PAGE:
Bisi engaged time in the nonlinear; she was especially interested in archives, to which she dedicated two successful programs (and subsequent publications) in Lagos and in Accra in 2013 under the title The Archive: Static, Embodied, Practiced, an opportunity for both artists and curators to cross-pollinate ideas and sharpen their skills, focusing more on the methodology of archives and less on technique. These reconsidered the archive beyond its physicality, still including materiality, but also examining how archives shape collective recollection. Bisi utilized this same methodology in editing the second monograph by J.D. ‘Okhai Ojeikere, 'Okhai Ojeikere, which filmmaker, writer, and photographer Tam Fiofori (2019) described in his review “as an acknowledgement of Bisi's sincere willingness to explore, learn and open her eyes wider and keener.”
Bisi reflected on an episode during the opening of J.D. ‘Okhai Ojeikere's exhibition Sartorial Moments and the Nearness of Yesterday at the CCA, Lagos in 2010, a precursor to the “scholarly publication of the artists vast archive, which spans over six decades” (Das 2018). She gave a hint to her affinity with time through an encounter she described poignantly during the Kickstarter fundraiser for the Ojeikere monograph in 2014: The photographer introduced her to a woman who at the time was in her 70s and turned out to be the subject in one of the Ojeikere portraits. Bisi had tagged this particular portrait as one of her favorites in the series, and through this encounter she reflected on the composite nature of time, where “the past and the present collide!” (Silva 2014).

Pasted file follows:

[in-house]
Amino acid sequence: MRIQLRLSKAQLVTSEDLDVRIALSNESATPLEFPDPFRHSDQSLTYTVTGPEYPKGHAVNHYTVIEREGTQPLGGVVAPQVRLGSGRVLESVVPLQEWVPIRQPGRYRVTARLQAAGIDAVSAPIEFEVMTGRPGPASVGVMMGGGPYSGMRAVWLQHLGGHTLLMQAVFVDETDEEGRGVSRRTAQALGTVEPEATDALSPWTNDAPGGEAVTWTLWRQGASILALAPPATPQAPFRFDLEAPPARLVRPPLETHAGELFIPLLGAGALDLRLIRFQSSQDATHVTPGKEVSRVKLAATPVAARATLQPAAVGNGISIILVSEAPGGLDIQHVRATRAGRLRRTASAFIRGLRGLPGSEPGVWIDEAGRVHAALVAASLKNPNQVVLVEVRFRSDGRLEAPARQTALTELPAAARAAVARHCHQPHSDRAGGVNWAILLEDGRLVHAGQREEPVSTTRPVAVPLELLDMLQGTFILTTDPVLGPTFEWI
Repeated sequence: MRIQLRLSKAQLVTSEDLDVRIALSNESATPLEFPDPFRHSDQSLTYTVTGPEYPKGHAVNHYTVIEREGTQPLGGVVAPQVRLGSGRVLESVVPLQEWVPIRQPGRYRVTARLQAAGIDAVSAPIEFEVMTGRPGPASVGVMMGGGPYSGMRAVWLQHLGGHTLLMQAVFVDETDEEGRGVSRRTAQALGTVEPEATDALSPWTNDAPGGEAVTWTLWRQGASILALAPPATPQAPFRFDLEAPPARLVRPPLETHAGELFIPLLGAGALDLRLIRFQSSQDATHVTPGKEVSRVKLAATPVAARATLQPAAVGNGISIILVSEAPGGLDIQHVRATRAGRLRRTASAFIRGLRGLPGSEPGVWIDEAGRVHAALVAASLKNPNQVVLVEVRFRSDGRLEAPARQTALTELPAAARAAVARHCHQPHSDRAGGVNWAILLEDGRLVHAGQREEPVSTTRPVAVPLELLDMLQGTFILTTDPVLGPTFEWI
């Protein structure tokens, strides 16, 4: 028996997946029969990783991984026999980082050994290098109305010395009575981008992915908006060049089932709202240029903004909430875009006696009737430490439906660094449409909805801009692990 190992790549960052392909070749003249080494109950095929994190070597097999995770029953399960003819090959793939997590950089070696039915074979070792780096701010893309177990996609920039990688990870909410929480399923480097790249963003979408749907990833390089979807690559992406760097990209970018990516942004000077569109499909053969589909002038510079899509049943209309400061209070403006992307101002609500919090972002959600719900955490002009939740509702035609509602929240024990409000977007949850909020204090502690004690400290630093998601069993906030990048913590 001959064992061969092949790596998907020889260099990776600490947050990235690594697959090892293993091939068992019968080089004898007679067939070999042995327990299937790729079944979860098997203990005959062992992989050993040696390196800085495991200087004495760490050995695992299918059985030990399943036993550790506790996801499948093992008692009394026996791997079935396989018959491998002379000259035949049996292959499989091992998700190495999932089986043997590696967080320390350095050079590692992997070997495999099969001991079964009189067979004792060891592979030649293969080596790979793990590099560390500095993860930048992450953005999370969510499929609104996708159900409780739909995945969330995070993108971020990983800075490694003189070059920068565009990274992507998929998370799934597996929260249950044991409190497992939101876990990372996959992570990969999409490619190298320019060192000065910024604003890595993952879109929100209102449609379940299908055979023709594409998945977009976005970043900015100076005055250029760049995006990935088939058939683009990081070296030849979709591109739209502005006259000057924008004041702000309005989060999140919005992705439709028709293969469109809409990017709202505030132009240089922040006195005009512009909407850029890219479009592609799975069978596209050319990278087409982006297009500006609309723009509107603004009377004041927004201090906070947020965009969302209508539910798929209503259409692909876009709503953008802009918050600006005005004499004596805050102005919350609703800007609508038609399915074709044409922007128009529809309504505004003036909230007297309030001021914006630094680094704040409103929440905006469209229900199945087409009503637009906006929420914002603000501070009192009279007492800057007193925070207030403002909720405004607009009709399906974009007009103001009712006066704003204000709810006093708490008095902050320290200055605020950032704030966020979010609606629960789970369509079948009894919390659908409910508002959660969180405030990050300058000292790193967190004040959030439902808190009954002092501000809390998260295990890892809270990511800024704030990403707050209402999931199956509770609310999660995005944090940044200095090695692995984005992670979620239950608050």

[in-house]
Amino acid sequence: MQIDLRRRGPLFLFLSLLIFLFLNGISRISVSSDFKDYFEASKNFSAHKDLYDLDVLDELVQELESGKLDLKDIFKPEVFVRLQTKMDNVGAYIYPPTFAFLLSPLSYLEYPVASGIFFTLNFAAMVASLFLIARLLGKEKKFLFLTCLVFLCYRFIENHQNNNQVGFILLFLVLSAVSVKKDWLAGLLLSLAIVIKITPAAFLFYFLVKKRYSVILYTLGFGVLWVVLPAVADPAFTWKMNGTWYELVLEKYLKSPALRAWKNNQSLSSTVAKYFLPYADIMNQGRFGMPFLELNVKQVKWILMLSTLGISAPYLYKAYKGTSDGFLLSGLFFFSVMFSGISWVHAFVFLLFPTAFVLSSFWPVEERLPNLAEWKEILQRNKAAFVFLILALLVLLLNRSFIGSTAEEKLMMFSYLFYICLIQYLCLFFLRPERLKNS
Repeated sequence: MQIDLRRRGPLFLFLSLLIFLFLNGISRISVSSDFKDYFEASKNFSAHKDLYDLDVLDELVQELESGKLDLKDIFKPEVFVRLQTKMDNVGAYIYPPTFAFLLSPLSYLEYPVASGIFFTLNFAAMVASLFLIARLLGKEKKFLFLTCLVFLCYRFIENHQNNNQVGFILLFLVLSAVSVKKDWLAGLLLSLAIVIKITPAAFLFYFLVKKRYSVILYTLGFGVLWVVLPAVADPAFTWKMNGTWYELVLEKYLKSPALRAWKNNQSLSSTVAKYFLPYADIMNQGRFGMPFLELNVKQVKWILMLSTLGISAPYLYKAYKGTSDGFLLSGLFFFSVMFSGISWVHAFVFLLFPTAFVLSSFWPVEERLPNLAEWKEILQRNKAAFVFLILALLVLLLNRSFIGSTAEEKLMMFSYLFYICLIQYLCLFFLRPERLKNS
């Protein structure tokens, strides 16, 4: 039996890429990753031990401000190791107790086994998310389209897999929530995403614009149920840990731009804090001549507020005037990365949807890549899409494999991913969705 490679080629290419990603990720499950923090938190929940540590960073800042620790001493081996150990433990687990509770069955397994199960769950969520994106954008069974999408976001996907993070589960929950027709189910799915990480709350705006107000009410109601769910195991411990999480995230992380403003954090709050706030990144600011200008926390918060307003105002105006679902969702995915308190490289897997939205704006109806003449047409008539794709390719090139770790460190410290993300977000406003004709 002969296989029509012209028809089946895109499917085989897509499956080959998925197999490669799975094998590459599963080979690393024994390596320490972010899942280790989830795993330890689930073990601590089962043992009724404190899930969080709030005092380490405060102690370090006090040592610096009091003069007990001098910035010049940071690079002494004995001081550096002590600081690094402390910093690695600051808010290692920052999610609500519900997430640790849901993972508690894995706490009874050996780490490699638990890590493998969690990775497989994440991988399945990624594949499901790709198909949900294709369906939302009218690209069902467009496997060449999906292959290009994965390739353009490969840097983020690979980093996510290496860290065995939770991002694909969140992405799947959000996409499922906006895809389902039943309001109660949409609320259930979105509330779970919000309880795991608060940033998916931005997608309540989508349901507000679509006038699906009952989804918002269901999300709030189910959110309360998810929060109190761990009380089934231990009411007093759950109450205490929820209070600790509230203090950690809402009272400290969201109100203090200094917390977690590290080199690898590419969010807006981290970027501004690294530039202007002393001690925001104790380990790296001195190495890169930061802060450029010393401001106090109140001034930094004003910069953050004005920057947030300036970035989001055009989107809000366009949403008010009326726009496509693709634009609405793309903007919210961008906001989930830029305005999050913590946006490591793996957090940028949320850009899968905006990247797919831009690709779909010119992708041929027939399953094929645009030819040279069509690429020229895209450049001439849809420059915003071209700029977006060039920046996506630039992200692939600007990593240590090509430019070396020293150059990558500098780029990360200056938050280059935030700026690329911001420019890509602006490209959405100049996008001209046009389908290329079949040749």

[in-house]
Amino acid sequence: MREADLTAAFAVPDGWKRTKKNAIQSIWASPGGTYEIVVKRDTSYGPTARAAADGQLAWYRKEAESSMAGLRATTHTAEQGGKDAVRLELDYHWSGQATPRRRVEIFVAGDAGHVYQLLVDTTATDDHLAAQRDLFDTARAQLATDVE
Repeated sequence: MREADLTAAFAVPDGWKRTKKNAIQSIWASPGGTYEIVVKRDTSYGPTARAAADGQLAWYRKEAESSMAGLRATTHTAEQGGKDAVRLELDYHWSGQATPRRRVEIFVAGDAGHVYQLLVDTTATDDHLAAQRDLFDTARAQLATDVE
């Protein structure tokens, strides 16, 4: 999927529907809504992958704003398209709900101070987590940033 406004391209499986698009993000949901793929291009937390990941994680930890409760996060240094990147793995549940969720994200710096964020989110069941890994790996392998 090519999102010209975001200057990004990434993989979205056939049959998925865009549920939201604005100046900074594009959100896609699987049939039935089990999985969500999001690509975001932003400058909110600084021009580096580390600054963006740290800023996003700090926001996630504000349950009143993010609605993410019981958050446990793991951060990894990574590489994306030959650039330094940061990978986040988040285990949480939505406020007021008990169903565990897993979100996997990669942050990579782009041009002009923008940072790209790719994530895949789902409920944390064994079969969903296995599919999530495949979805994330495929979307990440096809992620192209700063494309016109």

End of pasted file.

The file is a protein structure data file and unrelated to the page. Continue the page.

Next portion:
She was especially drawn to photography, evident in her curatorial offerings such as the Rencontres de Bamako Biennale African de la Photographie tenth edition Mali (2015), which reflected on how artists experienced the present and other periods across geographies, looking more at understanding the impact of the past on present realities on the continent to engage the future. The tenth edition was a revival and reflection on changing times in Mali after a spate of disruptions but also an effort to find a connection with the current global trends of instability and uncertainty.
She curated several other exhibitions, including El Anatsui's solo Meyina at the Goodman Gallery in 2017, initially realized under the platform of the Prince Claus Gallery in Amsterdam (also in 2017), which dealt with “African history, postcolonial conditions and present realities of everyday living on the continent bringing together disparate fragments to form a whole.”1 She cocurated the Second Changjiang International Biennale of Photography and Video (China, 2017); the First International Contemporary Art Biennial (Cartagena de Indias, Colombia, 2014); The Progress of Love, a transcontinental collaboration between CCA Lagos, the Menil Collection (Houston), and the Pulitzer Foundation for the Arts Missouri (2012–2013); J.D. Ojeikere's Moments of Beauty (Museum of Contemporary Art Kiasma, Helsinki, 2011); the Second Thessaloniki Biennale (Greece, 2009); and the Seventh Dak'art Biennale (Dakar, 2006).